From the start, Jamie set about rebuilding his daughter’s career, and there is no doubt that under Jamie’s reign, Spears’s career rebounded and her finances flourished. When the conservatorship was put in place, Spears was “in the midst of a complete and very public personal and financial crisis,” according to a joint 2009 petition on the state of Spears’s finances filed by attorneys for Jamie and by Andrew Wallet. The report stated that through “the concerned efforts of Mr. Spears as well as all the professionals involved, all aspects of Ms. Spears’ life have been stabilized and continued to improve. She is under the regular care of physicians and her physical and mental health continue to mend.” She had also been given at that time “substantial visitation with her children.”
In a declaration to the court in 2011, Jamie said that he worked “virtually around the clock” serving as Spears’s conservator and received $16,000 a month for his services, plus an additional $1,200 for office rental.
Everything appeared to be running smoothly until January 4, 2019, when Spears announced she was canceling her Domination Las Vegas residency and going on an “indefinite work hiatus,” citing her father’s health as the reason. “However, it’s important to always put your family first … and that’s the decision I had to make. A couple of months ago, my father was hospitalized and almost died. We’re all so grateful that he came out of it alive, but he still has a long road ahead of him,” she wrote in a Twitter post.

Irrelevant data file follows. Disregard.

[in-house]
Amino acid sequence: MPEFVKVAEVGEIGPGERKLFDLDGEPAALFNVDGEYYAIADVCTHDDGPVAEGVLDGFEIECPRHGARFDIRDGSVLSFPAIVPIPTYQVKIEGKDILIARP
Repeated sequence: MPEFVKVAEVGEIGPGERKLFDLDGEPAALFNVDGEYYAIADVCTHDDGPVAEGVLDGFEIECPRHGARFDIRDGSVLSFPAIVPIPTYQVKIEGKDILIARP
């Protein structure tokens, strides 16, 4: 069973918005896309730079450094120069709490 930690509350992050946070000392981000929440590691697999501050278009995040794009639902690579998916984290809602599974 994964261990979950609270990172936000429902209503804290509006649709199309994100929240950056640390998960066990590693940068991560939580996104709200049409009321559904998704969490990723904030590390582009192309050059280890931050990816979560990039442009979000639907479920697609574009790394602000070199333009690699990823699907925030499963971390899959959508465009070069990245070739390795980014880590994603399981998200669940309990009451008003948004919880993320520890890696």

According to a transcript of a closed-door hearing obtained by the New York Times and TMZ, that spring Spears appeared herself in court and read a statement saying that she had been taken to a mental hospital against her will. She told the court that “she viewed [it] as punishment for standing up for herself and making an objection during a rehearsal” and that she had been forced to perform while sick with a 104-degree fever, calling it one of the scariest moments of her life. She also told the court at that hearing that there was nothing wrong with her.
By September that year, the relationship between Spears and her father reportedly took an even darker turn. It was alleged that a physical altercation took place between Jamie and his grandson Sean Preston at Jamie’s house in Ventura County. Because Jamie needed to be present during child visitation, that made him staying on as Spears’s conservator almost impossible. Days later, Jamie filed emergency papers asking to be removed from his role as conservator of Spears’s person and asked that the court immediately appoint Jodi Montgomery, a California-licensed professional fiduciary trained in social work, in his place.